The Ulster Farmers’ Union (UFU) has called on banks to do more to help farmers get through the financial storm affecting all enterprises.
According to the organisation, this has been triggered by a damaging mix of rising input costs and falling returns, with no signs of any early improvement.
UFU president David Brown commented: “This is as serious a financial situation as many farmers can remember.
“The industry has always had a good and a positive relationship with the banks and farmers have been valued and profitable customers for generations.
“That is why the banks need to do more to respond to this crisis, particularly as the nights drawing in confirms more costly times are on the way for farm businesses.”
Banks should support farmers
The UFU said farmers facing financial difficulties often feel alone, but that this is certainly not the case now.
According to David Brown, this is why farming families need the reassurance that banks will work with them to get through this crisis.
“We are receiving an increasing number of calls from members, and it is depressingly clear there are problems across the industry on farms of all sizes and enterprises,” Brown continued.
“The current market prices are unsustainable and once again, the primary producer is taking the brunt of the price squeeze.
Global dairy markets remain difficult, due to ample global supplies of dairy products and weaker demand, particularly from China. Market assessments for a better final quarter to 2023 now look wide of the mark by a long way.”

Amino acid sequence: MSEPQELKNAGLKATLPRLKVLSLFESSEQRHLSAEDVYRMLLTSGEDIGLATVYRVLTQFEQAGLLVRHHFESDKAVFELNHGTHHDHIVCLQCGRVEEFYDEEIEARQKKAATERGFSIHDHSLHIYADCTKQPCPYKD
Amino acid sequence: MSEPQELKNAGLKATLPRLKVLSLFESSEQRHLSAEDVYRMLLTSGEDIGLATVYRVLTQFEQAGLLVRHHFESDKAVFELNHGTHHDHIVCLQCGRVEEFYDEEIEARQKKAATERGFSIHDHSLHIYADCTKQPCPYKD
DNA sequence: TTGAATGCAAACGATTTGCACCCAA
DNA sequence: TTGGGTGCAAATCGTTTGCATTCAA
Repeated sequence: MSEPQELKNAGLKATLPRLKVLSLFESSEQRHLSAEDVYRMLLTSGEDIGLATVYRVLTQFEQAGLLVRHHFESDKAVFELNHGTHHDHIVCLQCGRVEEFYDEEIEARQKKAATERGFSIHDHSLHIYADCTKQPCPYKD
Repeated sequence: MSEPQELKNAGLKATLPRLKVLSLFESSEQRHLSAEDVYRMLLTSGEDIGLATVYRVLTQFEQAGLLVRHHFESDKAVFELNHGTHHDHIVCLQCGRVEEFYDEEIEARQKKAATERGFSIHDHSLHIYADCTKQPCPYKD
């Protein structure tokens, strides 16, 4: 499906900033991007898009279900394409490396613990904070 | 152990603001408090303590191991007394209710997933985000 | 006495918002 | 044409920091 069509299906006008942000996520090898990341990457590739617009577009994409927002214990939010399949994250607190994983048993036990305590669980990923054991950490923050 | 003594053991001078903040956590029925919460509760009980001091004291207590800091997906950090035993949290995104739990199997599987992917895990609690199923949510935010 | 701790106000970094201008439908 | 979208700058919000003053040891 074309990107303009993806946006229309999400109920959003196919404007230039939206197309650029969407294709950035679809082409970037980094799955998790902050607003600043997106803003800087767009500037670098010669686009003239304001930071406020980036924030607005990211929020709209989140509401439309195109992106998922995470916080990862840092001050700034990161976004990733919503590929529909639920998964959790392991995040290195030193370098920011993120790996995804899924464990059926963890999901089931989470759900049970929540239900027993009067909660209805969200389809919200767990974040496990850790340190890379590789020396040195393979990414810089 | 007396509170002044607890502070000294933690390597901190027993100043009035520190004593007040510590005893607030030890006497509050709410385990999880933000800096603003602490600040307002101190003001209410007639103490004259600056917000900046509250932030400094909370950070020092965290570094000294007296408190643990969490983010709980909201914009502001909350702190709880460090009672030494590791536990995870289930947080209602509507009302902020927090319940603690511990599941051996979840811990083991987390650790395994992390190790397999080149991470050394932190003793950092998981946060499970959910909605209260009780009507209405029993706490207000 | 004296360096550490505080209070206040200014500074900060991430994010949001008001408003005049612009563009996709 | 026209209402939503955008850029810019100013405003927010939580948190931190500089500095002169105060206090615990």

The UFU president explained that beef and sheep prices have been, and remain, poor, and input costs are rising relentlessly.
The union has said that against that background, all banks need to do more now to engage with their farming customers in a discussion around what products are available to help ease cash flow problems.
“The UFU will be engaging with banks and other credit providers to ensure farmers are properly supported over the coming months. This is an approach that will head off potentially even more difficult months ahead for farmers and the banks – a clear case of it making sense to talk,” Brown said.
Ulster Bank’s head of agriculture, Cormac McKervey, has confirmed that dairy margins in Northern Ireland are coming under pressure.
“The dairy sector is coming under significant economic pressure at the present time. But the industry has been here before,” he said.
“The structure of Northern Ireland’s milk sector is inherently stable. And Ulster Bank will aim to support customers over the coming months.”
Farming in Northern Ireland came into 2023 with total borrowings in the form of loans and overdrafts sitting at around £1.1 billon.
Monies on account have risen steadily in recent years with that figure currently sitting at around £500 million.